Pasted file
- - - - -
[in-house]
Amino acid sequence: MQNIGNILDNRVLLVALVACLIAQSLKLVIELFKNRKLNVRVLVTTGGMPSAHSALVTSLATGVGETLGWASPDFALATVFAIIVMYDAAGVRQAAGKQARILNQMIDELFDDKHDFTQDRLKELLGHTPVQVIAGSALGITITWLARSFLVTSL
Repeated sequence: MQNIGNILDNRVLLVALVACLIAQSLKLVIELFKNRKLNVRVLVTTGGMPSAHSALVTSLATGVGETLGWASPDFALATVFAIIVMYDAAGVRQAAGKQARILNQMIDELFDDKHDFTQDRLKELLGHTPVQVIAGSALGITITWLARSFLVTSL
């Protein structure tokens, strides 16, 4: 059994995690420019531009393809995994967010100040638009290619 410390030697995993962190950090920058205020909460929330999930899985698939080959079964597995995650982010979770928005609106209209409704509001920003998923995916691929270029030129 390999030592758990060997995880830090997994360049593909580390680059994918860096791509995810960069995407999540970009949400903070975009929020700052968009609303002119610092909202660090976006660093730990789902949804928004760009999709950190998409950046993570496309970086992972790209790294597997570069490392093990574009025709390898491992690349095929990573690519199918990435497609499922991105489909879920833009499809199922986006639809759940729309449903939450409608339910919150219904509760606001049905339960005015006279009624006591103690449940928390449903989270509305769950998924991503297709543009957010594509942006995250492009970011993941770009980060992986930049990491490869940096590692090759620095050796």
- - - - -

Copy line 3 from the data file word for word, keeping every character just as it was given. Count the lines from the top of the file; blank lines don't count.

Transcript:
Repeated sequence: MQNIGNILDNRVLLVALVACLIAQSLKLVIELFKNRKLNVRVLVTTGGMPSAHSALVTSLATGVGETLGWASPDFALATVFAIIVMYDAAGVRQAAGKQARILNQMIDELFDDKHDFTQDRLKELLGHTPVQVIAGSALGITITWLARSFLVTSL